Import transactions change proposal
cmorgan at alum.wpi.edu
Tue Feb 11 15:37:56 CST 2003
On Monday 10 February 2003 05:59 pm, Christopher Browne wrote:
> >> I had a plan for a matching heuristic, but I think the bayesian
> >> filter is a better idea. Any hard coded heuristic will work well for
> >> some people but fail completely for others. A bayesian filter should
> >> adapt to various systems with different data formats much better.
> > I haven't looked at ifilter, so I don't know what kind of data-store
> > it requires. I still want to maintain a data store rather than trying
> > to build it at runtime. I just have no clue about what would need to
> > be stored in such a database.
> At first thought, ifilter sounded insane, but at second thought, it may
> not be /too/ horribly bad.
> What it does is to store statistics on the incidences of particular
> words in association with each "mail folder."
> So, for email, we'd have a list of folders:
> - Spam = 0, GnuCash = 1, PostgreSQL = 2, and Family = 3
> Then there are words that occur in email. We collect stats on words, in
> association with the folders.
> Hot --> Spam:100 GnuCash:0 PostgreSQL:5 Family:10
> Sex --> Spam:250 GnuCash:0 PostgreSQL:0 Family:1
> David --> Spam:0 GnuCash:0 PostgreSQL:0 Family:45
> Carla --> Spam:0 GnuCash:0 PostgreSQL:0 Family:30
> QIF --> Spam:1 GnuCash:40 PostgreSQL:0 Family:0
> SQL --> Spam:2 GnuCash:8 PostgreSQL:48 Family:0
> There would presumably be a whole lot more words than that.
> We then look at a new message, and look at what words it has in it. For
> each word, compare the stats with each of the message folders.
> One that has "David" and "Carla" in it will likely show a strong
> association with "Family", and none with any of the other folders.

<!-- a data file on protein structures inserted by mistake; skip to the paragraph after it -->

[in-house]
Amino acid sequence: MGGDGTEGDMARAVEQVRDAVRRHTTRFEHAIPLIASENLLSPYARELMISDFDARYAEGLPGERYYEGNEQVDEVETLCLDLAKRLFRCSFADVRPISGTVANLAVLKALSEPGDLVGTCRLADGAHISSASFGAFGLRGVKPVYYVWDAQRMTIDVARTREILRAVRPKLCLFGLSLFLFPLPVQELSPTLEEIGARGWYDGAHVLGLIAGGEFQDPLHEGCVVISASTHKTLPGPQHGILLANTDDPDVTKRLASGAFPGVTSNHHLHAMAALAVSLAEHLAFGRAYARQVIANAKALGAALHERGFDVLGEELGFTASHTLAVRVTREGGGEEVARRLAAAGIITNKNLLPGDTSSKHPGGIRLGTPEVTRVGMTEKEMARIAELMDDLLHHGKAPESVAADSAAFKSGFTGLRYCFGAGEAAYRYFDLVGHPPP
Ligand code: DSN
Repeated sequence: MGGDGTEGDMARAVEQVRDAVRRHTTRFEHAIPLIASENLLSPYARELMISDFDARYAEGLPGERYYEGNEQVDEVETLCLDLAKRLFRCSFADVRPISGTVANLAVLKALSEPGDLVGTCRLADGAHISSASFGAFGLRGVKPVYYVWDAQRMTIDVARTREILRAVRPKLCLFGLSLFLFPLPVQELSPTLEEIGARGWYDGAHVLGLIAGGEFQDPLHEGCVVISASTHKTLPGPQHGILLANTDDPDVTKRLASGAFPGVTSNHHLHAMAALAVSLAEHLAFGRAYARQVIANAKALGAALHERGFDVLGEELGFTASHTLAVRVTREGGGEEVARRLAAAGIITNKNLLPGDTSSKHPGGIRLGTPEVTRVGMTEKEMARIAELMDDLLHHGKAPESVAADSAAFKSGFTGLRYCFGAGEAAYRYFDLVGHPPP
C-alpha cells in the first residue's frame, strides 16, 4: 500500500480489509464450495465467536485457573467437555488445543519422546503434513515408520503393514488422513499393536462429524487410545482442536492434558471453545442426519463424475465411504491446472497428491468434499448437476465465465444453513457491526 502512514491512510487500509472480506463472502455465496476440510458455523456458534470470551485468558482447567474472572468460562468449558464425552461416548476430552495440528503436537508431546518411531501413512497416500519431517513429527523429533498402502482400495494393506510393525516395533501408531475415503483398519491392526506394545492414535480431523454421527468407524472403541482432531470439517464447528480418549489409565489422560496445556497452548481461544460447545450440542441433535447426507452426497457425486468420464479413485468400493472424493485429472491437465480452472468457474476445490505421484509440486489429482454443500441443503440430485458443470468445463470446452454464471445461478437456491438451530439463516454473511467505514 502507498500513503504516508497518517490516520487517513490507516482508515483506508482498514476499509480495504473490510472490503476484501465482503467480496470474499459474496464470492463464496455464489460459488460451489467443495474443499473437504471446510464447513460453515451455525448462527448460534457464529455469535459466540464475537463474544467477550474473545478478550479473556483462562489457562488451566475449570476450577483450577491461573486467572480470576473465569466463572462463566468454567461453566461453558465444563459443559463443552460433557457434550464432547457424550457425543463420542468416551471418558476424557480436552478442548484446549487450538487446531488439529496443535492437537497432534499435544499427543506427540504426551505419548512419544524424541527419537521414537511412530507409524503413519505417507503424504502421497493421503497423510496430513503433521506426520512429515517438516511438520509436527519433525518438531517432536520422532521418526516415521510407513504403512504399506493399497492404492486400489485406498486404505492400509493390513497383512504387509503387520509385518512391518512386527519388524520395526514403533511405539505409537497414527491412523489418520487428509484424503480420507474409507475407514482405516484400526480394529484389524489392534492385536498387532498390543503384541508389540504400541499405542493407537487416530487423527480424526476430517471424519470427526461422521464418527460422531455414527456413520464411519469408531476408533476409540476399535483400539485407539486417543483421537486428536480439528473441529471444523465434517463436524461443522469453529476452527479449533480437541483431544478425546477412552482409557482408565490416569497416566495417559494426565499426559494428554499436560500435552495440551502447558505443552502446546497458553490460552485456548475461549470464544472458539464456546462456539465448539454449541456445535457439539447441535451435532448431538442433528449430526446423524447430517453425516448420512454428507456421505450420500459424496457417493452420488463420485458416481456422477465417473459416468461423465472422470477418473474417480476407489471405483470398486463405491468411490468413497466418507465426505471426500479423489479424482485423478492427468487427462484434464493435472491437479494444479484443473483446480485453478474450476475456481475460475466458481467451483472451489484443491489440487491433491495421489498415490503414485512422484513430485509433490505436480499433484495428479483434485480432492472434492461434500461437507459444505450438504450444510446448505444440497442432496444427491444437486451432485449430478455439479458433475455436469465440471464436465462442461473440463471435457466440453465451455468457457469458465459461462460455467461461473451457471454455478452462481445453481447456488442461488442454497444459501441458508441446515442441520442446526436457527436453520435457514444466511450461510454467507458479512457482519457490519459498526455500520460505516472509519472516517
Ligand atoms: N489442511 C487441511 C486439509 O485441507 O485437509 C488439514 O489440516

> One that has the words "Hot" and "Sex" will likely have weak correlation
> with PostgreSQL and Family, and show strong association with Spam.
> There's a log-based weighting done so that /all/ the words get taken
> jointly into consideration based on their various weightings.
> On the one hand, it seems an attractive idea to try to do something like
> this with GnuCash; this should provide a nice way of adaptively having
> incoming transactions categorize themselves to the "nearest" existing
Yep, this is the plan based upon Mr.Graham's webpage on spam filtering.
> Three challenges/problems leap to mind:
> 1. Ifilter performance gets increasingly /greatly/ ugly as the number
> of categories grows. Doing this totally automagically means that each
> transaction is a "category," and if there are thousands of transactions,
> that's not terribly nice.
> 2. Related to 1, what if the transaction "looks nearly like" a dozen
> transactions? Which do you choose?
The match isn't based on a single transaction but rather the sum of the
transactions in any given destination account. A patch should be forthcoming
in a few days that implements the whole algorithm.
> 3. What if a bunch of transactions are already very similar? For
> instance, my monthly rent goes in to the same payee for the same amount
> on the same day of each month. These transactions are 'essentially the
> same' for our purposes, and really should get collected together into
> one "category." It would sure be nice to collect them together; that
> cuts down on the number of categories, and means that rather than there
> being a bunch of "nearly similar" categories, one for each transaction,
> that there's just one category.
There is nothing that can be done with these transactions as they contain
little or no information regarding what they are for. Unfortunately they
must be sorted with what little information they provide.
> But how do we provide a "user interface" that allows them to be so
> Solve #3 and the other two fall into insignificance.
> Jumping on to #5 (there is NO #4!)...
> 5. Of course, give me the ability to "memorize" a transaction and have
> it repeat each month and I may not even /want/ to import such
> transactions anymore...
What does this have to do with importing transactions? ;-)
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